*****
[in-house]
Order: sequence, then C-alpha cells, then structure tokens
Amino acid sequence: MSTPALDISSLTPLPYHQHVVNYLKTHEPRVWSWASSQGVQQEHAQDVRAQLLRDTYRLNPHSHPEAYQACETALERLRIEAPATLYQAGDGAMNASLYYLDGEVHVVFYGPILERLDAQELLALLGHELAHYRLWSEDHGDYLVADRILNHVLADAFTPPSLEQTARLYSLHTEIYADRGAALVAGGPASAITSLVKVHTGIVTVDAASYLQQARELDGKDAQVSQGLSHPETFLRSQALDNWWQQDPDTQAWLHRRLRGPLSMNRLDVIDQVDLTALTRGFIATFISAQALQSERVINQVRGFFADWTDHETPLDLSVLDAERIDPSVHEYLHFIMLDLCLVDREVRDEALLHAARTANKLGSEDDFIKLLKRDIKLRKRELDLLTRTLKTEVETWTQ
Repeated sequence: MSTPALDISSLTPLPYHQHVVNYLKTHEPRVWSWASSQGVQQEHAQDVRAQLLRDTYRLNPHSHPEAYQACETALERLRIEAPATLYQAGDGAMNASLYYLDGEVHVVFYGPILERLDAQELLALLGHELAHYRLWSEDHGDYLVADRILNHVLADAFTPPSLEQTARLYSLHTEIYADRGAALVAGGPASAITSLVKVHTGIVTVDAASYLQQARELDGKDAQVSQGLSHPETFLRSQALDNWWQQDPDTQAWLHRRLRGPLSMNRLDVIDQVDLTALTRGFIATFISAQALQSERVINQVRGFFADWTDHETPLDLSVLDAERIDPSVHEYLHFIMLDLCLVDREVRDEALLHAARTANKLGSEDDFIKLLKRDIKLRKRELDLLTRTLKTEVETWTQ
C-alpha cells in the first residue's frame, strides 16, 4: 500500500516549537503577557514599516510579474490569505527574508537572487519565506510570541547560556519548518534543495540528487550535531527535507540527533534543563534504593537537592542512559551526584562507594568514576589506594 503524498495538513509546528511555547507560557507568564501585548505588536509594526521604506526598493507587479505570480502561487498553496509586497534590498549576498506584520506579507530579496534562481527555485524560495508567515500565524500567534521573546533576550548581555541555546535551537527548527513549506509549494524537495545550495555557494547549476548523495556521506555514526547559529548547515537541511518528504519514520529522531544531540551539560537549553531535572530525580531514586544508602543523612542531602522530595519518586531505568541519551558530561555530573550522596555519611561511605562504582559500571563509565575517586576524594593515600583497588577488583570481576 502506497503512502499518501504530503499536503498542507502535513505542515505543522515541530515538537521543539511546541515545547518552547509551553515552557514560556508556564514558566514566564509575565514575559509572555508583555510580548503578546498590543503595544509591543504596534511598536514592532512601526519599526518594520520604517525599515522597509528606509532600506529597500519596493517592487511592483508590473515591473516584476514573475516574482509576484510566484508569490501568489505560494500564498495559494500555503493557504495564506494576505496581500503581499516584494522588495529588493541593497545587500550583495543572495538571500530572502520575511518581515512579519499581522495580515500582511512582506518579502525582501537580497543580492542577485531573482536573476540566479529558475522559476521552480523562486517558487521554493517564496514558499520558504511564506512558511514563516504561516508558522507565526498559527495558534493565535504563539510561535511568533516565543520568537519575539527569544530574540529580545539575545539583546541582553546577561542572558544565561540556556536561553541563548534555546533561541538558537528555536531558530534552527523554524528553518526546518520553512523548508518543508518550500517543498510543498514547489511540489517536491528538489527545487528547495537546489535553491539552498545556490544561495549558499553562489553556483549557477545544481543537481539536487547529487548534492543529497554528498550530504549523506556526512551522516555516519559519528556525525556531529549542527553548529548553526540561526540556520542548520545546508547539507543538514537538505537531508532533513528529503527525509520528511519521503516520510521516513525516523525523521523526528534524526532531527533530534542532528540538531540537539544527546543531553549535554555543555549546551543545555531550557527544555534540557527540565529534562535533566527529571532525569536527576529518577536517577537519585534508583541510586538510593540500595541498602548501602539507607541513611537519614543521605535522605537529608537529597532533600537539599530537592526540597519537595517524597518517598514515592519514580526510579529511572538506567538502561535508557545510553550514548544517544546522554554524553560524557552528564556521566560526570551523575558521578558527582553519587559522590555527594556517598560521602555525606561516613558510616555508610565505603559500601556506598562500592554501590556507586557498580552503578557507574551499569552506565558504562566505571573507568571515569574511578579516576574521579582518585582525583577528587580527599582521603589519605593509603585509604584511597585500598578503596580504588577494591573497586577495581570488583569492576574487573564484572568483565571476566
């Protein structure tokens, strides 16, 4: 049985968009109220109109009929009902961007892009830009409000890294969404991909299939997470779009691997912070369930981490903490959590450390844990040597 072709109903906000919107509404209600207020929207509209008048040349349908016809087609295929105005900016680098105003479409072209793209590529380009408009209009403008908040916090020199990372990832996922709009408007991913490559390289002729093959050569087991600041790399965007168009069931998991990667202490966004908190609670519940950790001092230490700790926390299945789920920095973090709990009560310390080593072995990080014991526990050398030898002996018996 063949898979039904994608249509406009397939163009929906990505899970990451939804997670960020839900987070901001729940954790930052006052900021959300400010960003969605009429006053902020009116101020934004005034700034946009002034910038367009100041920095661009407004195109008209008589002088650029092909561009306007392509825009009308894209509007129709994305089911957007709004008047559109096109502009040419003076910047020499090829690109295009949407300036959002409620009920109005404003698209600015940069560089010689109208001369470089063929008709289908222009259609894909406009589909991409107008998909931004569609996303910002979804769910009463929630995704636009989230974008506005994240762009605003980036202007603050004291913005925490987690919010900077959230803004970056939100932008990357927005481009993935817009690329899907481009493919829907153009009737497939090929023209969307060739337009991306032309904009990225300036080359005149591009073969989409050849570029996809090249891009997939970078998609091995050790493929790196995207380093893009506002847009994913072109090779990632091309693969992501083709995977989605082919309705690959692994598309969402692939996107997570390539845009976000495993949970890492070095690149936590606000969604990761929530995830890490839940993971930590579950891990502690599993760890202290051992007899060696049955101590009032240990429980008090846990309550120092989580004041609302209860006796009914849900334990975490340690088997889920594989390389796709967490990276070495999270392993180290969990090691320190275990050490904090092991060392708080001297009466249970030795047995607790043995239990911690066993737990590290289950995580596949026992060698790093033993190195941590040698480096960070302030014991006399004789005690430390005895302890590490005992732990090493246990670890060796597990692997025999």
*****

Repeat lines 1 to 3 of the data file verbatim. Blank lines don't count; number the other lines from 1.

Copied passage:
[in-house]
Order: sequence, then C-alpha cells, then structure tokens
Amino acid sequence: MSTPALDISSLTPLPYHQHVVNYLKTHEPRVWSWASSQGVQQEHAQDVRAQLLRDTYRLNPHSHPEAYQACETALERLRIEAPATLYQAGDGAMNASLYYLDGEVHVVFYGPILERLDAQELLALLGHELAHYRLWSEDHGDYLVADRILNHVLADAFTPPSLEQTARLYSLHTEIYADRGAALVAGGPASAITSLVKVHTGIVTVDAASYLQQARELDGKDAQVSQGLSHPETFLRSQALDNWWQQDPDTQAWLHRRLRGPLSMNRLDVIDQVDLTALTRGFIATFISAQALQSERVINQVRGFFADWTDHETPLDLSVLDAERIDPSVHEYLHFIMLDLCLVDREVRDEALLHAARTANKLGSEDDFIKLLKRDIKLRKRELDLLTRTLKTEVETWTQ